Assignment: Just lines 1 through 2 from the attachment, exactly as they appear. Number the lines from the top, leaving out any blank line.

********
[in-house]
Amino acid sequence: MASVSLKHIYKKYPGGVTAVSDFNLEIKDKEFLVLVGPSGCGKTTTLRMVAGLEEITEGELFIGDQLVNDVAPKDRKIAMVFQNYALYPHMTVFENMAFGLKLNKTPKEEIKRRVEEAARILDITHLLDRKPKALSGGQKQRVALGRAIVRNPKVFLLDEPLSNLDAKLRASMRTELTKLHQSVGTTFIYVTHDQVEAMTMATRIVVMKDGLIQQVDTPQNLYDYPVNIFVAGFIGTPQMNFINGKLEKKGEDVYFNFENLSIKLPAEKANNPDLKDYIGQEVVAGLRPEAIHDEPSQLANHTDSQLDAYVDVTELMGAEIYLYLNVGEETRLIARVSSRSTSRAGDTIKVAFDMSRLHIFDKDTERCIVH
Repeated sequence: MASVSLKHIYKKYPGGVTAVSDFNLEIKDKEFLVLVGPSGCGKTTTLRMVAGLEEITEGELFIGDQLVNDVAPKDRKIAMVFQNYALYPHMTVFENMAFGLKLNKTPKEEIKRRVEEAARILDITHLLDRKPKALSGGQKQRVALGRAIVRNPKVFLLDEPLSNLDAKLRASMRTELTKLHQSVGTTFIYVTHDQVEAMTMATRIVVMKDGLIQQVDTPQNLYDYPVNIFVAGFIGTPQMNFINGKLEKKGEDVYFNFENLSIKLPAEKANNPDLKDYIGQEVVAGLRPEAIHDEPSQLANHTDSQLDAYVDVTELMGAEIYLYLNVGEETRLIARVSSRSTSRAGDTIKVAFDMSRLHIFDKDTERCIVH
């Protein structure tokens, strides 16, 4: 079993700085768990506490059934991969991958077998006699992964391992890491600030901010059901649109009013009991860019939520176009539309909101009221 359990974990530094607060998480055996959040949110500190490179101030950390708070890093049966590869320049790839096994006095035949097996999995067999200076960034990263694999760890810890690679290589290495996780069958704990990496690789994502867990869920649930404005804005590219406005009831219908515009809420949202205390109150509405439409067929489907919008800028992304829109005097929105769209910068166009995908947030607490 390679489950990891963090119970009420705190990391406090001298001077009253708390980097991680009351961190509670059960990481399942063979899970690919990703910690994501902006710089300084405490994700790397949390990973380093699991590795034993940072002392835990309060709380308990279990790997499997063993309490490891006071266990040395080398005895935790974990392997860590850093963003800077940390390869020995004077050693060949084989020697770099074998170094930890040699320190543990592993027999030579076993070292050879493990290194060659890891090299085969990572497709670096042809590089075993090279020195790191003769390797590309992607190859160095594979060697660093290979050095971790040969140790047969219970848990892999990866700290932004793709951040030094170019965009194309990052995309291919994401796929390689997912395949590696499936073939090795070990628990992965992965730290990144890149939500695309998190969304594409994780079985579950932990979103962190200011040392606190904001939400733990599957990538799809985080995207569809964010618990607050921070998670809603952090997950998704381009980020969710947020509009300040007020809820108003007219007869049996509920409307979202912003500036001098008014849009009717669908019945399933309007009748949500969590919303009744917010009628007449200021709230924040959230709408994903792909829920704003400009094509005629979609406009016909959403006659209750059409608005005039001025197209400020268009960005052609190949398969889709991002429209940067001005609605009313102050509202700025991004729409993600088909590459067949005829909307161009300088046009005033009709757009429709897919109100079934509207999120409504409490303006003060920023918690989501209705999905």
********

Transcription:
[in-house]
Amino acid sequence: MASVSLKHIYKKYPGGVTAVSDFNLEIKDKEFLVLVGPSGCGKTTTLRMVAGLEEITEGELFIGDQLVNDVAPKDRKIAMVFQNYALYPHMTVFENMAFGLKLNKTPKEEIKRRVEEAARILDITHLLDRKPKALSGGQKQRVALGRAIVRNPKVFLLDEPLSNLDAKLRASMRTELTKLHQSVGTTFIYVTHDQVEAMTMATRIVVMKDGLIQQVDTPQNLYDYPVNIFVAGFIGTPQMNFINGKLEKKGEDVYFNFENLSIKLPAEKANNPDLKDYIGQEVVAGLRPEAIHDEPSQLANHTDSQLDAYVDVTELMGAEIYLYLNVGEETRLIARVSSRSTSRAGDTIKVAFDMSRLHIFDKDTERCIVH